"The mind is listening," sings the chorus near the end of Steve Reich’s 1983 recording The Desert Music, a cantata that sets passages from three poems by William Carlos Williams to music. Reich first encountered Williams’s work when he was sixteen, having been initially attracted by the symmetry of the poet's name, and has long been influence by his poems, especially his later books The Desert Music and Journey to Love. As a young composer, Reich attempted to set Williams to music but was unable to find a suitable form. He set aside the idea until much later in his career, when his work with Hebrew psalms in Tehellim revealed possible avenues for setting the poems to music.

The opportunity to set the poet's work to music came when West German Radio and the Brooklyn Academy of Music in New York commissioned him to write The Desert Music. For the first time in his career, Reich was asked to write a piece that would operate on a grand scale, employing a full orchestra and chorus. When Reich turned to Williams’s poems, he found that they had been churning in his mind all those years.

Reich has always been interested in the intersection between art and politics, and the forty-six-minute The Desert Music is no exception. Largely concerned with the issue of nuclear warfare—which Reich sees as a concern in Williams’s poems of that time—the composition takes place in a sort of desert of the mind, which, as Reich said, "threatens one’s normal thinking." Reich draws the connection between this metaphoric desert and the White Sands National Monument and Alamagordo areas of New Mexico, the infamous location of early nuclear testing.

The Desert Music reflects the qualities of Williams's lines through an intricate composition of harmonic density and overlapping asymmetries, and shifts from despair to clarity. Each movement features lines Reich chose for an amplified chorus. The first and last movements, which move quickly, use lines from the poems "Theocritus: Idyl I" and "Asphodel, That Greeny Flower," respectively. The second and fourth movements slow to a moderate tempo and repeat twelve lines excerpted from "The Orchestra." The middle movement, which, at seventeen minutes, is the longest, is divided into three sub-movements; the first and last are slow, while the middle section is similar to the moderate tempo of the second and fourth movements. The text for all three also comes from "The Orchestra."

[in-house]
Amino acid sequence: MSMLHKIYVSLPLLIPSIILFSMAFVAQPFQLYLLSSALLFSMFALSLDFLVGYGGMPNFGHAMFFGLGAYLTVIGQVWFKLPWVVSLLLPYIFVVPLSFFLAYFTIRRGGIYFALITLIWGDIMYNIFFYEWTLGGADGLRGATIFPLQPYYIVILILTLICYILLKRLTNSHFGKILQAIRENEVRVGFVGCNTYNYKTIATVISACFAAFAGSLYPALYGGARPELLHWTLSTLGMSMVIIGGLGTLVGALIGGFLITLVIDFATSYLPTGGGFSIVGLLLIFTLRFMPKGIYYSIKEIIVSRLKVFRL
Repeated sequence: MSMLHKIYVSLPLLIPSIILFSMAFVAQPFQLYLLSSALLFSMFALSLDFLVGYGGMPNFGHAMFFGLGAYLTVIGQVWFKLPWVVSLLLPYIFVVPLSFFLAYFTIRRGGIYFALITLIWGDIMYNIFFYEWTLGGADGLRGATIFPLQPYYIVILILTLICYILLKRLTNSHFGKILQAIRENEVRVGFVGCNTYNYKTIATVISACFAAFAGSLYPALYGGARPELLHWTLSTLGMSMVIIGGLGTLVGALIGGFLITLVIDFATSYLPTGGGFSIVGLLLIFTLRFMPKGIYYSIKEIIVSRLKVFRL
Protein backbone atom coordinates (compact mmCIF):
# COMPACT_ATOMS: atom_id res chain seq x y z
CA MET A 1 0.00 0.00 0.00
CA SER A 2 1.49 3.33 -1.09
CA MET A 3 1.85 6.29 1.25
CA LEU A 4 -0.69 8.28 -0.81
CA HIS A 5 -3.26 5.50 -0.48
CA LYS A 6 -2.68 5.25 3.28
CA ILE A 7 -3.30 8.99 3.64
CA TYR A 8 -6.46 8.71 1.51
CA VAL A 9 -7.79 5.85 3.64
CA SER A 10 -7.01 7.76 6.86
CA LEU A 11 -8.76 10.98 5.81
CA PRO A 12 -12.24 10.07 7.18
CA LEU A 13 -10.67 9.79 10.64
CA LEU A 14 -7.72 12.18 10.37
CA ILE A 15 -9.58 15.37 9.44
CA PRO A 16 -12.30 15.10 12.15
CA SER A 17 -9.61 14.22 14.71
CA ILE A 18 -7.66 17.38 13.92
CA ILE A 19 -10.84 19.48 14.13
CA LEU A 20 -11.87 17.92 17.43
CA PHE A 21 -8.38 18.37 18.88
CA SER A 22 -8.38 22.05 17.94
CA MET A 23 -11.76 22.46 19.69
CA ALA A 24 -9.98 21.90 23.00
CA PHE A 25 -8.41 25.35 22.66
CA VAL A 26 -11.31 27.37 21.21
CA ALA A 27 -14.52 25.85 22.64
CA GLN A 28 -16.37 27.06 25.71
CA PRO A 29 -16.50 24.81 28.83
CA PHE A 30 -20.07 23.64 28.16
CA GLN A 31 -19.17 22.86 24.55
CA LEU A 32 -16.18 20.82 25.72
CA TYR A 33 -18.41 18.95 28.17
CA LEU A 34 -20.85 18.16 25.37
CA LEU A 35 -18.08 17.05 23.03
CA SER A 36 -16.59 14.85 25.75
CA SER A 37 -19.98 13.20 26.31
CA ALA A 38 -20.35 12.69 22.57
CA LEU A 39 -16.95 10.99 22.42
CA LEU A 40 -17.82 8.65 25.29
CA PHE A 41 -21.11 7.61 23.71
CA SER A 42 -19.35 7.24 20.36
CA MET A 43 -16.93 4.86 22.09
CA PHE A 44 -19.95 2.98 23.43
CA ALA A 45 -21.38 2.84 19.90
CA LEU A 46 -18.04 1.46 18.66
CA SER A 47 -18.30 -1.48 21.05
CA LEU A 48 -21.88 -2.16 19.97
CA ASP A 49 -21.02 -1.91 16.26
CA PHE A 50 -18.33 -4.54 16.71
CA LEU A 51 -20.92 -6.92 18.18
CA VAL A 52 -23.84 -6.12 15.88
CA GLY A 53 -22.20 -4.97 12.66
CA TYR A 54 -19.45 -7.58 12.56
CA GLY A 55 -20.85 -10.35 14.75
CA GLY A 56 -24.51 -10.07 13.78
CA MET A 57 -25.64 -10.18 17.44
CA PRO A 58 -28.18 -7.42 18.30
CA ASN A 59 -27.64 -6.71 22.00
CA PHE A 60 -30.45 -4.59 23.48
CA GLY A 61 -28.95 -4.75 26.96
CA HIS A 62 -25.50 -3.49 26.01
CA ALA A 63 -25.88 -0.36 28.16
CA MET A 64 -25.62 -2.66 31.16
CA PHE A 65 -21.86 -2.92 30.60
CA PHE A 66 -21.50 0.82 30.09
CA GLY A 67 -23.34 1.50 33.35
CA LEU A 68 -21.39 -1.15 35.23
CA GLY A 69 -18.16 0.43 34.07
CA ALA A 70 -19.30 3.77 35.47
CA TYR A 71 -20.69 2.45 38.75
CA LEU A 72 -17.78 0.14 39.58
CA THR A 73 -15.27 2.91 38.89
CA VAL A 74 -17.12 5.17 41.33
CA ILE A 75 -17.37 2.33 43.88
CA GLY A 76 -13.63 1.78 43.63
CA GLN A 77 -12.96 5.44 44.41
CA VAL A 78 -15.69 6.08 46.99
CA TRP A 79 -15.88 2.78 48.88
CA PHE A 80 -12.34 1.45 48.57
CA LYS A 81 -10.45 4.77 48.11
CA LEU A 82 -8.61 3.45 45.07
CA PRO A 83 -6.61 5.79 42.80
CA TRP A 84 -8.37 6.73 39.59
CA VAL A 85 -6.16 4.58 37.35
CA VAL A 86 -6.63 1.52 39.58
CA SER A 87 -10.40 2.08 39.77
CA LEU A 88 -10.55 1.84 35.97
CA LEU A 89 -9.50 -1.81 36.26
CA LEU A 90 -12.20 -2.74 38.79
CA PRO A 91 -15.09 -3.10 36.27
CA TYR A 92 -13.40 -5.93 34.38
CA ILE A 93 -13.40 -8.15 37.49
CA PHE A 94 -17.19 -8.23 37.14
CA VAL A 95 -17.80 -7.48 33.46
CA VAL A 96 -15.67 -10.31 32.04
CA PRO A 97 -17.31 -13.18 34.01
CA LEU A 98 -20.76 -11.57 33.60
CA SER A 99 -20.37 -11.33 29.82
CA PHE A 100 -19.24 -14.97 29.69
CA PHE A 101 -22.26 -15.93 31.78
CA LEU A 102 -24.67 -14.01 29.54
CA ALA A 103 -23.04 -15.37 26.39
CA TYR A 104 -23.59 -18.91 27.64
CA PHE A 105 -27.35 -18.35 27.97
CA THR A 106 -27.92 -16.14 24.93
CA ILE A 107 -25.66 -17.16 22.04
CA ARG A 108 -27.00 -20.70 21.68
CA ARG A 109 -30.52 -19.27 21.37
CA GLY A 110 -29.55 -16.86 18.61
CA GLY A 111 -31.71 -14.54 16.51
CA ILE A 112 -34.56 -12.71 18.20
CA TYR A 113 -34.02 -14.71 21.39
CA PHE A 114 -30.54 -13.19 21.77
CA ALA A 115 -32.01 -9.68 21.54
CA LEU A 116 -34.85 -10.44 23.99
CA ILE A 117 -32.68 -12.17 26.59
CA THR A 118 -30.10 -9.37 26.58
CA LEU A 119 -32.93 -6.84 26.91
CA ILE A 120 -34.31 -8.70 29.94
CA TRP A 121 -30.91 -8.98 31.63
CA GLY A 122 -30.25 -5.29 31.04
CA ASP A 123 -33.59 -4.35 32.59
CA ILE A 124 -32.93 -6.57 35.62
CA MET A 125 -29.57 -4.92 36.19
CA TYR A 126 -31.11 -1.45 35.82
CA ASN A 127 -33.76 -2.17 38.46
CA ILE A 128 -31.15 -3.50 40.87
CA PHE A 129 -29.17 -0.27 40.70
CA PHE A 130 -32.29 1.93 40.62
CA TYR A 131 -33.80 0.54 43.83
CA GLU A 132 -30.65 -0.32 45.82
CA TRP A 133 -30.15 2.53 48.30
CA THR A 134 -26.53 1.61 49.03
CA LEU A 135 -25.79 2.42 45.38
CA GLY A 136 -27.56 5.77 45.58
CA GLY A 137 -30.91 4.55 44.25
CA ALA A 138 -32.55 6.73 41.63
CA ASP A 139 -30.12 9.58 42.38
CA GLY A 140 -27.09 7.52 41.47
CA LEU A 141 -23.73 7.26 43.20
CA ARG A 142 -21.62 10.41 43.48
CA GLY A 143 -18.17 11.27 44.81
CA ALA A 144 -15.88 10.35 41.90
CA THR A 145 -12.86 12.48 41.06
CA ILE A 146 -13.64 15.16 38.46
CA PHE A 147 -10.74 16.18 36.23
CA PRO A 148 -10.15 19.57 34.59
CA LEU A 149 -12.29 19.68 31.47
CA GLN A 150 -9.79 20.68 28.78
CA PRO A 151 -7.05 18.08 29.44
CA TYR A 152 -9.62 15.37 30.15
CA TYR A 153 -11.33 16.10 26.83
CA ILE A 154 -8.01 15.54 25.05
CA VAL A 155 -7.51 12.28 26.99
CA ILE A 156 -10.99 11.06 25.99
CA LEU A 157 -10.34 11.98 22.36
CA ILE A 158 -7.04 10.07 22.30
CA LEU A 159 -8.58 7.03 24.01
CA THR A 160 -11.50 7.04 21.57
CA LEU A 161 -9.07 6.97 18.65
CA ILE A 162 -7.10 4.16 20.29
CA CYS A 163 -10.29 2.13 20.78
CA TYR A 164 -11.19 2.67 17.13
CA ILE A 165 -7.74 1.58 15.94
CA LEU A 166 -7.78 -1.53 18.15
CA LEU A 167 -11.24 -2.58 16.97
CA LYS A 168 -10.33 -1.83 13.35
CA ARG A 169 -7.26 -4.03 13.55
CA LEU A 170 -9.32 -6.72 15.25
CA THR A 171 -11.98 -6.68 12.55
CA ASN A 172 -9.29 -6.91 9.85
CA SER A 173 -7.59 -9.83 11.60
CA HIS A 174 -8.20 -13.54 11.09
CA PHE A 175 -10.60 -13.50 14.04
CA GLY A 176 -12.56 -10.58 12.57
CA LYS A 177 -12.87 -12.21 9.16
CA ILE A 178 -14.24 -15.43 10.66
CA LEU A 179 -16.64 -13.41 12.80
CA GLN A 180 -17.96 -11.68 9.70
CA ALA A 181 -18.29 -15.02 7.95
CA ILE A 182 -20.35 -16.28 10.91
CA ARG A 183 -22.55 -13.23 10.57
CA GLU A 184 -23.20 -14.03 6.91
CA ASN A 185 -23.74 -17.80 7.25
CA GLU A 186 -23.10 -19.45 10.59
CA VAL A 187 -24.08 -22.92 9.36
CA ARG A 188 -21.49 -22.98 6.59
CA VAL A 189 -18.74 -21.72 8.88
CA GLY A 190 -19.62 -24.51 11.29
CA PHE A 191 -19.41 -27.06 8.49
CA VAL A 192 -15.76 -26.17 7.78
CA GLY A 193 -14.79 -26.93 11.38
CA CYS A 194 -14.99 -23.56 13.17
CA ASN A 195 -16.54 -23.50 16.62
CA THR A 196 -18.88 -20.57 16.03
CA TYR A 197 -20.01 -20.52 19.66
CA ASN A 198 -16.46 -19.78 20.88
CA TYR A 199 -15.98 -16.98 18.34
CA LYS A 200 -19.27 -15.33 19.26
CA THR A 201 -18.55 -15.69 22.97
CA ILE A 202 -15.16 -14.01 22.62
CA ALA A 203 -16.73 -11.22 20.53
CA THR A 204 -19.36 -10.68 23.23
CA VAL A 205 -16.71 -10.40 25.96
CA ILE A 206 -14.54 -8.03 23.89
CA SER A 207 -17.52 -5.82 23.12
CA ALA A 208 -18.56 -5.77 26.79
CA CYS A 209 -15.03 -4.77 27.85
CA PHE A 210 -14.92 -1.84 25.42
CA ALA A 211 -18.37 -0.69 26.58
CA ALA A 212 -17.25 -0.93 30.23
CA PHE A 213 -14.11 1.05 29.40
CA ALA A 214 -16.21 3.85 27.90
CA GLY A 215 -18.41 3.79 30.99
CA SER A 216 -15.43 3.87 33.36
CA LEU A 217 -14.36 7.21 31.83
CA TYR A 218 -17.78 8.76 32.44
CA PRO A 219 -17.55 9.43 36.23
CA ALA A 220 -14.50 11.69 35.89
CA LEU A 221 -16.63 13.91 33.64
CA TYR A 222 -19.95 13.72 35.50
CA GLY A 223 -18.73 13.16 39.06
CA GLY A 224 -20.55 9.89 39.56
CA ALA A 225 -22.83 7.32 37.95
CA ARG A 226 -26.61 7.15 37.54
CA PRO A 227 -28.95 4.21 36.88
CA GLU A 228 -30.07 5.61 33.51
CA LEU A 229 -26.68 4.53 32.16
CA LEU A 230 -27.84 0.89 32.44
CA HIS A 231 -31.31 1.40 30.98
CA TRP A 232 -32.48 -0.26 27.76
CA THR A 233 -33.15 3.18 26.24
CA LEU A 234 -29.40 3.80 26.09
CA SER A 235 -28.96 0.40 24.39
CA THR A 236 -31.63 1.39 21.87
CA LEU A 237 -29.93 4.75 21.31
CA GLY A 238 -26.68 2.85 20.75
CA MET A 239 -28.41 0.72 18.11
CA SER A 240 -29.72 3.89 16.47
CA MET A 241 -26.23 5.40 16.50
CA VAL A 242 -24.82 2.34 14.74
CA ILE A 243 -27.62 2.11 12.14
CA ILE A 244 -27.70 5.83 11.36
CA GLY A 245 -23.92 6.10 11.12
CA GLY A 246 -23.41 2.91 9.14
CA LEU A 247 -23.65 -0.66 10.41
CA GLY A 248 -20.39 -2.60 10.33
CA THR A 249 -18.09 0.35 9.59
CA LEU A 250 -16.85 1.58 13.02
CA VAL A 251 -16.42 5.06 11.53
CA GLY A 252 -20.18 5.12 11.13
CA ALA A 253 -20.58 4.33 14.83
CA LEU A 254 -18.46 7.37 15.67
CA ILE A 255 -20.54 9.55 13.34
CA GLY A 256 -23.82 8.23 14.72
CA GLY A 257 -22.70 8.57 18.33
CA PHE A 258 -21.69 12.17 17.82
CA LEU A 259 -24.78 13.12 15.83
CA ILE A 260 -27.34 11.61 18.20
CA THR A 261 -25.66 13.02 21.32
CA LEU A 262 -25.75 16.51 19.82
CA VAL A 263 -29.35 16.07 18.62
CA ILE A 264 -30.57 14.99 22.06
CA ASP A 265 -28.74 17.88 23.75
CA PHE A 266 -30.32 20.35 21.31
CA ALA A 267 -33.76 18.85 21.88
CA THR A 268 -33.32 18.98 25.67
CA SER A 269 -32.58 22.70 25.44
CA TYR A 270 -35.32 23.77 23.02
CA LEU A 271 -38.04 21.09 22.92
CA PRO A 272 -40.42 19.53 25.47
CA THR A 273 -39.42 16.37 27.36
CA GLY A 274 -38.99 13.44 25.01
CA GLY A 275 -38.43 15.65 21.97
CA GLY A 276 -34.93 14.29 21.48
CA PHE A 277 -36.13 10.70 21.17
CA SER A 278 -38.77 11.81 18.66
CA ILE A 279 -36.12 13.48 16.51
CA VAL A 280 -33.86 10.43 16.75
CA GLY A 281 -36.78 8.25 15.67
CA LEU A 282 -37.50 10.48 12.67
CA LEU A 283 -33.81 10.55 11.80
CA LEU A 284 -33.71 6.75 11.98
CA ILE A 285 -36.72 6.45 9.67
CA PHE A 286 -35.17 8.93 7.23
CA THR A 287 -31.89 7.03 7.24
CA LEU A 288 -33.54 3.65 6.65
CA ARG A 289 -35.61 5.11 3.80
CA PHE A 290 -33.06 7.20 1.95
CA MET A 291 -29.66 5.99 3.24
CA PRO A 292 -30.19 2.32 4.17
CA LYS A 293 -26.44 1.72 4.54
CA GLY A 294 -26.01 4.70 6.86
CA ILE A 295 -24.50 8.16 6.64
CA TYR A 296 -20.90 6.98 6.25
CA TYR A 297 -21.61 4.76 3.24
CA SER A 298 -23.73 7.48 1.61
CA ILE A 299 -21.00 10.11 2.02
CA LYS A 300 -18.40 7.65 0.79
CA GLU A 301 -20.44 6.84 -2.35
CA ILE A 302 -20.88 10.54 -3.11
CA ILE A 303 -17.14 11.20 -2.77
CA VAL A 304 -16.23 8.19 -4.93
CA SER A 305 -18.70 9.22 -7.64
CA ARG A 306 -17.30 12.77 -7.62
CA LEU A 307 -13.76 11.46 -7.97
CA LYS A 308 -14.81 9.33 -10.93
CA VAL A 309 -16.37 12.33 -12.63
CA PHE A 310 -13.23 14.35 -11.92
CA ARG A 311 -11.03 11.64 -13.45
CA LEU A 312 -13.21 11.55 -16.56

The effect of all five movements is a unified pastiche that demands the full attention of the listener. There are no pauses between movements, so the sudden shifts from one to the next, coupled with the layered, amplified choral notes, creates, in Reich’s words, "a constant flickering of attention between what words mean and how they sound when set to music." This ambiguity is a central focus of The Desert Music.

Williams's work is preoccupied with modes of attentiveness and ways of listening. Though best known for having written the line "no ideas but in things," and for his poem of, at first glance, pure image, "The Red Wheelbarrow," Williams was a poet of great sensitivity, acutely aware that the world beyond the poem can present greater complexities than the poem possibly can. As he wrote in "The Orchestra": "The / theme is difficult / but no more difficult / than the facts to be / resolved."

The Grammy-winning Reich is considered one of the greatest living American composers. His study and integration of Western classical music with non-Western and American vernacular music, such as jazz, lend an unexpected dimension to his work, a dimension evident in this remarkable collaboration.